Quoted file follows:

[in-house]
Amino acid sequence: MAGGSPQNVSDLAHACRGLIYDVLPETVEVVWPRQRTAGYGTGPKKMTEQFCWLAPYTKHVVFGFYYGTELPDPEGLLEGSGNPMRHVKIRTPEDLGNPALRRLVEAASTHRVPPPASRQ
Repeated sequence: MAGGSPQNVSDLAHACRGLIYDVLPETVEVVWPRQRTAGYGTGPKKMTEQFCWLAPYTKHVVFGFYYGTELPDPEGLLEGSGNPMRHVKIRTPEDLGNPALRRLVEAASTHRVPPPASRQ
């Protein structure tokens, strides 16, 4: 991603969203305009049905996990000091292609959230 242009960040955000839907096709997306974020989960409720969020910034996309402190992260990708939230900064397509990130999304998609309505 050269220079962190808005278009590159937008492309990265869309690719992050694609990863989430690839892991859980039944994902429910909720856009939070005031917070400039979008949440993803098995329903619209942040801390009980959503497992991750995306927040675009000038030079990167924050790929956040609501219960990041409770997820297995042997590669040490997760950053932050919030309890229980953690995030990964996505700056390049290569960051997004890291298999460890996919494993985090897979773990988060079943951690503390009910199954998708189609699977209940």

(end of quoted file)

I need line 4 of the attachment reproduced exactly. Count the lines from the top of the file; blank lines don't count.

């Protein structure tokens, strides 16, 4: 991603969203305009049905996990000091292609959230 242009960040955000839907096709997306974020989960409720969020910034996309402190992260990708939230900064397509990130999304998609309505 050269220079962190808005278009590159937008492309990265869309690719992050694609990863989430690839892991859980039944994902429910909720856009939070005031917070400039979008949440993803098995329903619209942040801390009980959503497992991750995306927040675009000038030079990167924050790929956040609501219960990041409770997820297995042997590669040490997760950053932050919030309890229980953690995030990964996505700056390049290569960051997004890291298999460890996919494993985090897979773990988060079943951690503390009910199954998708189609699977209940």